According to the dictionary, intelligence is the ability of acquiring and applying knowledge and skills. However, it's not that simple, since intelligence is a notion that is often misunderstood.
Some people believe that intelligence is the knowledge you gain through education, while others believe it has nothing to do with education, but it is the sum of experiences you gain throughout your life.
Once I was having a talk with an economics professor about the US education system. The main question I had for him was if the current system provides us with necessary knowledge. His response was that everything we learn through books and school is useless until we learn how to apply it.
Allow me to reference the great Sir Arthur Conan Doyle.
Those who have read books about brilliant detective Sherlock Holmes or watched the blockbuster movies are familiar with a dialogue between Sherlock Holmes and Dr. John Watson, where the former accuses Mr. Holmes about not knowing enough basic information about world, like how the Earth revolves around the sun.
Holmes rebuts by saying he only retains information that can be useful for his work and any other kind of information would be useless for him.
Of course, it does not mean that simple information about the world around us will be waste of time and brain capacity; we should know how the world around us works.
Even Bill Gates doesn't just stick to tech practice and computer coding in his free time. On his website, he often writes about the books he is reading and says,
“Many people accuse me of not showing interest for classic literature, but I do enjoy reading novels. However, I’m mostly interested in books relating to sociology, psychology and economics since they help me to understand the world and society I’m living in.”
Therefore, we cannot say that everything we read and learn is useless information since sometimes it gives you a sense of how everything is organized, from human body to society.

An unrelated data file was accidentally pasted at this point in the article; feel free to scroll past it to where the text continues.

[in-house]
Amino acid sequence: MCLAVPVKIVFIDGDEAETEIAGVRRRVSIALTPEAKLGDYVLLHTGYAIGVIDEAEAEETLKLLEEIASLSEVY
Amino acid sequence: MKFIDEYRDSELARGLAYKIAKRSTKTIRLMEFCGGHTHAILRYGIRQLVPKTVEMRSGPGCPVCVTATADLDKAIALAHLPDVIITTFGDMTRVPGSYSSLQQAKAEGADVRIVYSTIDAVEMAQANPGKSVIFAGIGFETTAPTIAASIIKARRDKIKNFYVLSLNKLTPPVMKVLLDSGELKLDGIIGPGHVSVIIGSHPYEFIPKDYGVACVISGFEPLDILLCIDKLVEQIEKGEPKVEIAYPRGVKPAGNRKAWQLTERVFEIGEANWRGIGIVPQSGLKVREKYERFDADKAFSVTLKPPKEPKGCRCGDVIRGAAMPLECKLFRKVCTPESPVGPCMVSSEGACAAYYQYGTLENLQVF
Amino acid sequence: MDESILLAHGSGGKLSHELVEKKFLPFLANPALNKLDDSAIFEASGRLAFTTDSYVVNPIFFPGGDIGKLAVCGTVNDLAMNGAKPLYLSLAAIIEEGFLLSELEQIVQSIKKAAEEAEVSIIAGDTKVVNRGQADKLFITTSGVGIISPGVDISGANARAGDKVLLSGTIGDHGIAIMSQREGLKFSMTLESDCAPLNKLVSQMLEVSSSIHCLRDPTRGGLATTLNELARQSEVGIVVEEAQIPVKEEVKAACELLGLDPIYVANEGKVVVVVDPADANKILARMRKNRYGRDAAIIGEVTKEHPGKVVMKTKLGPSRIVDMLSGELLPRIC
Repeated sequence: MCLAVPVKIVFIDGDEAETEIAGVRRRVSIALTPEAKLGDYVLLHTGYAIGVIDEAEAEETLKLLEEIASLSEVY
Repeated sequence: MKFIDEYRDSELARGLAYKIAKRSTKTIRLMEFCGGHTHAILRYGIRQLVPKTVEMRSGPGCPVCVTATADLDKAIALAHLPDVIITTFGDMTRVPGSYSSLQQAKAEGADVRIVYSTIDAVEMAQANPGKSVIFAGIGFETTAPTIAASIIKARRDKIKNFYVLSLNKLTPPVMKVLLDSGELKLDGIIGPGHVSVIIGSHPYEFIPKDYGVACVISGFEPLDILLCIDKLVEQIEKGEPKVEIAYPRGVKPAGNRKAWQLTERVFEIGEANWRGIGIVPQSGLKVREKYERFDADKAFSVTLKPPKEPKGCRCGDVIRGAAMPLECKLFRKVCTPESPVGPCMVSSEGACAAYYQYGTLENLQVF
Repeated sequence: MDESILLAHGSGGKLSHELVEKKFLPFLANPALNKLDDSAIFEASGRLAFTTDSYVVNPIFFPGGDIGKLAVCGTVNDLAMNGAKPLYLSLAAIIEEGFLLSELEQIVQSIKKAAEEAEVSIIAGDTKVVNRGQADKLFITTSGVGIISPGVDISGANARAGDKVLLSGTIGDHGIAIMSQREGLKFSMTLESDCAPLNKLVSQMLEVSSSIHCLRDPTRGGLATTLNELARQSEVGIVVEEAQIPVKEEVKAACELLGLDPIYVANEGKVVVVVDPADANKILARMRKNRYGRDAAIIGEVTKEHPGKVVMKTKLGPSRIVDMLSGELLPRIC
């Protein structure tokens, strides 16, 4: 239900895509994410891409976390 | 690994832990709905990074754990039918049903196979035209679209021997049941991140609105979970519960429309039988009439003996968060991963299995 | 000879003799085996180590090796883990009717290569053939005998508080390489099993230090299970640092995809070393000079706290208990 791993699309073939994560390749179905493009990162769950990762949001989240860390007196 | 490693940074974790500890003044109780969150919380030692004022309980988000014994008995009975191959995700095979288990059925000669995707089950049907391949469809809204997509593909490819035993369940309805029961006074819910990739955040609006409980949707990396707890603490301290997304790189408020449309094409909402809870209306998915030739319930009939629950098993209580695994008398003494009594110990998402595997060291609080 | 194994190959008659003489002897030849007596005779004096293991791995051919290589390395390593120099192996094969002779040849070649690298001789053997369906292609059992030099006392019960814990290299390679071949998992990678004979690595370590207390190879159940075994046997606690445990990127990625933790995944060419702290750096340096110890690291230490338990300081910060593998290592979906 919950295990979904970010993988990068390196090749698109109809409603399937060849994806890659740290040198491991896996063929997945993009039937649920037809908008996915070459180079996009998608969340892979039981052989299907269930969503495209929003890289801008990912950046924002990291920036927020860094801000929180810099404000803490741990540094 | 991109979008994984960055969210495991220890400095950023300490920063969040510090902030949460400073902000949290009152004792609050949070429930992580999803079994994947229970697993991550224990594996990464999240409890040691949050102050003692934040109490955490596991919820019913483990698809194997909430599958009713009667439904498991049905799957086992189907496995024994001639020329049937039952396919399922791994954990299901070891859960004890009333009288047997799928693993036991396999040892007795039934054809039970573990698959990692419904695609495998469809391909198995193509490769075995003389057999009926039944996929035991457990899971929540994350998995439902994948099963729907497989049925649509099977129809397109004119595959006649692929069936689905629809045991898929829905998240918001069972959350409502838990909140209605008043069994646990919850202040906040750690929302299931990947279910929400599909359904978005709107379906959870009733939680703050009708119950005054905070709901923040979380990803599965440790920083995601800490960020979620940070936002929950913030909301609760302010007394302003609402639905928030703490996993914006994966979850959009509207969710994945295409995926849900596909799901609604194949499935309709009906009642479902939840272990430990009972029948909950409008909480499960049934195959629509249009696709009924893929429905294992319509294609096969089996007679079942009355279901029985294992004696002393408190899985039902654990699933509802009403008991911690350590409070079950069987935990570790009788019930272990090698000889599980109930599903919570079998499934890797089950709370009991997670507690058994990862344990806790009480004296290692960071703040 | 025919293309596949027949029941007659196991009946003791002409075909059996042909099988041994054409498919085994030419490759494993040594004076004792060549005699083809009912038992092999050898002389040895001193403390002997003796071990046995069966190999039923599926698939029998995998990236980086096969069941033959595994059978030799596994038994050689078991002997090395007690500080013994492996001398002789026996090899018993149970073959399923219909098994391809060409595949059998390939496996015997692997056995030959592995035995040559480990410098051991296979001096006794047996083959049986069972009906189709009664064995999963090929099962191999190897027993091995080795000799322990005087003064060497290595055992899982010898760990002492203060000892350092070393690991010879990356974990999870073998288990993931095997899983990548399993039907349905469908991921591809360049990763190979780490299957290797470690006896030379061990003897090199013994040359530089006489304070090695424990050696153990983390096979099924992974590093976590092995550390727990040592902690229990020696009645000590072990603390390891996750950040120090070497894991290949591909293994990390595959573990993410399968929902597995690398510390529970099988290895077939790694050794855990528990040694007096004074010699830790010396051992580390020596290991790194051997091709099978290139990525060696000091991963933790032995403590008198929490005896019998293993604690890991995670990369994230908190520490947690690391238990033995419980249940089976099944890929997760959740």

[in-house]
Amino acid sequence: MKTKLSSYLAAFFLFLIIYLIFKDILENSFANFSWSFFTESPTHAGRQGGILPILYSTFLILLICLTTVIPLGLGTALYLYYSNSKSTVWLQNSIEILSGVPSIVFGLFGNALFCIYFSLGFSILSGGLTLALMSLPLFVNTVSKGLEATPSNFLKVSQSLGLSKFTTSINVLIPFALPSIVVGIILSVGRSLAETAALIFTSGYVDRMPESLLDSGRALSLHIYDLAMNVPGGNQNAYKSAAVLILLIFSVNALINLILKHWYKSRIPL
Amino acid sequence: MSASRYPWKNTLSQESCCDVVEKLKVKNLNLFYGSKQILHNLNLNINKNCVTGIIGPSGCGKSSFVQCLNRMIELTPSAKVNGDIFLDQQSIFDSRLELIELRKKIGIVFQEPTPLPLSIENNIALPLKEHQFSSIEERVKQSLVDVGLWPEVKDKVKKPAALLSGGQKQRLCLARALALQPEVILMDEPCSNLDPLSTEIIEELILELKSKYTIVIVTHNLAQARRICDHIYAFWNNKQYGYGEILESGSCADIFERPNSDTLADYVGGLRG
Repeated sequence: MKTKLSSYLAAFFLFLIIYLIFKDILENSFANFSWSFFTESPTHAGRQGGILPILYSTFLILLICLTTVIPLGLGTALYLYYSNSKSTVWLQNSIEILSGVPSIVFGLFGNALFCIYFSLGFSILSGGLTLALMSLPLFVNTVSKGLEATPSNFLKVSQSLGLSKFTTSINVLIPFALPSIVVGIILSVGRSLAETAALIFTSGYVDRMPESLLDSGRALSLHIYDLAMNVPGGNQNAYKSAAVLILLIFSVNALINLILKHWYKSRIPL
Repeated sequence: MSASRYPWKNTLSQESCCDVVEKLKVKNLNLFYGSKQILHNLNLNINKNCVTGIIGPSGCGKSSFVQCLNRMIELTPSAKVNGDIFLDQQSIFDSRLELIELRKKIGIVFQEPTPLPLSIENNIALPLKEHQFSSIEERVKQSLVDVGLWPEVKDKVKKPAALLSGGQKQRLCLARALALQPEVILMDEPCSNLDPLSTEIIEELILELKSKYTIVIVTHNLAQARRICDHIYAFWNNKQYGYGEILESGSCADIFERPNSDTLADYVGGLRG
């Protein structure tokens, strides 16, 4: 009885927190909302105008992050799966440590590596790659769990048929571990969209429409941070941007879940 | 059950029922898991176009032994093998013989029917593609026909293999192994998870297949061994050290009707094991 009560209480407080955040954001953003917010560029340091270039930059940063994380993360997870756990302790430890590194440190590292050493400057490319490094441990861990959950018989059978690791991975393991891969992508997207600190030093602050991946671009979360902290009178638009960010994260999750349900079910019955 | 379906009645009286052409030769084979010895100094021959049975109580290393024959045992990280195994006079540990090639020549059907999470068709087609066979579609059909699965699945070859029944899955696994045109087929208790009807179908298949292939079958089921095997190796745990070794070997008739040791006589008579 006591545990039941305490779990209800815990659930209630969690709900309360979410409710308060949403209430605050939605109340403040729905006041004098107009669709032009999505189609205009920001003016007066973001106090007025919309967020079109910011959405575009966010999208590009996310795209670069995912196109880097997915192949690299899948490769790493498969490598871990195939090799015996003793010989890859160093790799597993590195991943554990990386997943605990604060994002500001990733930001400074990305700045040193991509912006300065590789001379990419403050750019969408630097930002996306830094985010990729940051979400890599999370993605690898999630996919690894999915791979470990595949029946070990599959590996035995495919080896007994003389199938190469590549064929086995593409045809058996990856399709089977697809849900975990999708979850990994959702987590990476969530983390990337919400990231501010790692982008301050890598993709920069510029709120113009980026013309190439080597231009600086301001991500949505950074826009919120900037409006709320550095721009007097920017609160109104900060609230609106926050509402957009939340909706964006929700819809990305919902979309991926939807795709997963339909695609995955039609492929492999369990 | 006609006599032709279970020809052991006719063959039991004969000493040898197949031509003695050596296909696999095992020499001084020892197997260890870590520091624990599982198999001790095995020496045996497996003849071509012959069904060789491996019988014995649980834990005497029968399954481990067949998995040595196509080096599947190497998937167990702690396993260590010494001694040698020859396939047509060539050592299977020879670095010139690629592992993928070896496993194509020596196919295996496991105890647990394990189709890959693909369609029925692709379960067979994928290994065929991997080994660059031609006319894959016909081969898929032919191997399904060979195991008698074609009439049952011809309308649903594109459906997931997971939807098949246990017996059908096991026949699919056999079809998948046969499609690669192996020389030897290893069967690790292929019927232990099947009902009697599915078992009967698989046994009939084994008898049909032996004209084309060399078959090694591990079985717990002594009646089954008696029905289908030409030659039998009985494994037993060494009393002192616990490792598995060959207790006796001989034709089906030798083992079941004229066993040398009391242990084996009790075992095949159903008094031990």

We can conclude that intelligence is not only knowledge and skills that you can apply, but it also helps you to make sense of things that are happening around you.
So is intelligence something you can inherit through your family, or does your ethnicity somehow affect it? Maybe it is something that depends on you?
If you want to know what stands behind the successful and intelligent people, I suggest you read “Outliers” by Malcolm Gladwell. By the end of it, you'll be looking at success differently.
Do you inherent your intelligence through your family? A study by psychologist Robert Sternberg concluded that the skills and knowledge you have are the result of your family. However, it is not a genetic relation, but rather, an educational one.
Children inherit practical intelligence, which is the knowledge that comes from the way your parents communicate with you. According to the study, middle-class families spend more time with their children than lower-class families.
During that time, they teach their children how to speak and interact with other people, how to treat them and how to solve social problems.
This establishes and develops self-esteem, a quality that works in your favor for a lifetime. Varying factors like parents working more than one job, the amount of free time they can spend with their children and relative location to quality school districts affect children who come from lower-class families. By that sense, family background can have an influence on your intelligence.
In order to analyze the relation between ethnicity and intelligence, I’m going to refer back to Gladwell's “Outliers." Have you ever wondered where the stereotype of Asians being good at math and science came from?
Gladwell explains it this way: “In many cultures it is believed that whatever you do, the results always depends on the fate or on God’s will.” Thus, it implies that how much you work does not affect the outcome.
On the other hand, most Asian cultures believe that everything depends on you and your hard work. The harder you work, the more you get, and if you do not succeed, then you must not have tried hard enough. So, yes, your ethnicity does matter for you to be a successful or intelligent person.
Overall, the lesson to be learned here is that you shouldn’t let your intelligence and/or lifestyle be the slave of your genes. Everything depends on you. Certain aspects do affect this, but it is only the attitude that injects you with the drive to do or not to do.
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